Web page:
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Post HTX

Prize(s) Winners in Community Building Lighting / Interior Architectural Illumination
Company Dot Dash
Lead Designers Christopher Cheap
Client Lovett Commercial
Photo Credits Marco Cappelletti
Completion Date January 2022
Project Location Houston, TX
Company Link View
Entry Description

Post HTX is Downtown Houston’s destination for culture, food, and recreation. The building is organized around a series of Atriums, named X, O and Z, each featuring a monumental staircase and a fourth void houses a music venue. Lighting was intentionally independent from the original building, instead of being carefully integrated within the architectural interventions.
The O Atrium’s double helix stair is the sculptural focal point with lighting incorporated into the mesh guardrail.
The X Atrium stair can be transformed into a stage for performances and events by theatrical framing projectors mounted to roof beams.
Lobby Bar concept was Inspired by blinder lights in concert productions featuring color changing floods behind a translucent scrim creating a dramatic composition.
At the music venue main stair, lighting is integrated within a translucent polycarbonate wall.
The five-acre rooftop park includes several distinct landscape and lighting environments.
In the performance venue, static blue grazers between open cell guardrails highlight the balcony geometry and are dimmed during performances to provide aisle lighting.
To create dramatic portals and tease blurred glimpses into VIP, lighting is integrated within the polycarbonate wall.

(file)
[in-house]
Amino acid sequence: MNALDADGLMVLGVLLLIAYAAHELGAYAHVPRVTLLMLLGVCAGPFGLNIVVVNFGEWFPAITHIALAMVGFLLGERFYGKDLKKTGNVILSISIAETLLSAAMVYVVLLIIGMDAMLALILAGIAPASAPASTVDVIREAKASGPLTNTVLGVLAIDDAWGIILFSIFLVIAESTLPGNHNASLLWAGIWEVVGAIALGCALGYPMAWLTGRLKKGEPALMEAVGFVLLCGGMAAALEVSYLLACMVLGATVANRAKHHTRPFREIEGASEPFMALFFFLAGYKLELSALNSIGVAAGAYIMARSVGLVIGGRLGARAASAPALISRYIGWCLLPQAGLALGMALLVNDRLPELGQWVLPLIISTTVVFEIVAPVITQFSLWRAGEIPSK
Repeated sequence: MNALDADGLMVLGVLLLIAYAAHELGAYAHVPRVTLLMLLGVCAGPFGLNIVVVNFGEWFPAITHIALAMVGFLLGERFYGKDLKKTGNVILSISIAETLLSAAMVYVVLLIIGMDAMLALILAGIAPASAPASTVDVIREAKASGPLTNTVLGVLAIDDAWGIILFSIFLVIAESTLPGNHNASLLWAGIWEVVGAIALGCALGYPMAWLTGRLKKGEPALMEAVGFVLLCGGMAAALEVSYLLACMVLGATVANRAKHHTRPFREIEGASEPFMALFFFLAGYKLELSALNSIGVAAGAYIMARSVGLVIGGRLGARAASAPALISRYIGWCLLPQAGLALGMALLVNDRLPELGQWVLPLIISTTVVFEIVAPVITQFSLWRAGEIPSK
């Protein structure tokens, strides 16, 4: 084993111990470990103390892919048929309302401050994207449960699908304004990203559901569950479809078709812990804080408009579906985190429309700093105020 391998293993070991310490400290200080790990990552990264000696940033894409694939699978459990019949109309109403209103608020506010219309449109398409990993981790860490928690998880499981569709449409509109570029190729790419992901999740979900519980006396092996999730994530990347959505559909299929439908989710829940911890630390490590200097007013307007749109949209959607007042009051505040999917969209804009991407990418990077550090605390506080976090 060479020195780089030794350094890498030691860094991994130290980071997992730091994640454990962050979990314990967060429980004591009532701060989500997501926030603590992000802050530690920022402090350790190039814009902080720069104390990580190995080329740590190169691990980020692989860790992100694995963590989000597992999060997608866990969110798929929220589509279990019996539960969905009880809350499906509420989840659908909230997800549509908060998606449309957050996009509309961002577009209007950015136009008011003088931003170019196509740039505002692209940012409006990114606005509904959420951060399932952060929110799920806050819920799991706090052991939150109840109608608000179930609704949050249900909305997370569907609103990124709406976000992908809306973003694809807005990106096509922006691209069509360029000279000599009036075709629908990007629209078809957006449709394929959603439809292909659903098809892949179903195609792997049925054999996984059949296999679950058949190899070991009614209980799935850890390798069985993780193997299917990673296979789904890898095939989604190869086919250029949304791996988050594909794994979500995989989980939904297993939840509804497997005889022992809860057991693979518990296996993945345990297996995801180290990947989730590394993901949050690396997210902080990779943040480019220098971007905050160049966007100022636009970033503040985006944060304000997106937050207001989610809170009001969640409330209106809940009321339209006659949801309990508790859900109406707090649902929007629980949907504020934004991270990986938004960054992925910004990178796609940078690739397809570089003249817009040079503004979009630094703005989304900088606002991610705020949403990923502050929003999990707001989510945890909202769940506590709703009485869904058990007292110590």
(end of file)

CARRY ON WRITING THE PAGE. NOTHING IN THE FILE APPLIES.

Market Hall canopies have edge lit acrylic panels providing intimate lighting for dining.
Sustainability Approach

As an adaptive reuse project, Post HTX is an inherently sustainable project. The building was built in 1062 to be Houston's main mail sorting warehouse. USPS closed the facility in 2015 and the property was purchased by Lovett Commercial and re-imagined as Post HTX. The existing lighting was non-functional and inappropriate for the redevelopment of the project. Lighting was intentionally independent from the original building, instead being carefully integrated within the architectural interventions. The use of LED lighting technology and lighting control systems were the major lighting interventions to address climate action. Lighting controls were used to reduce energy consumption. Controls were programmed to turn off during off-peak hours and dim when not required to be a full brightness.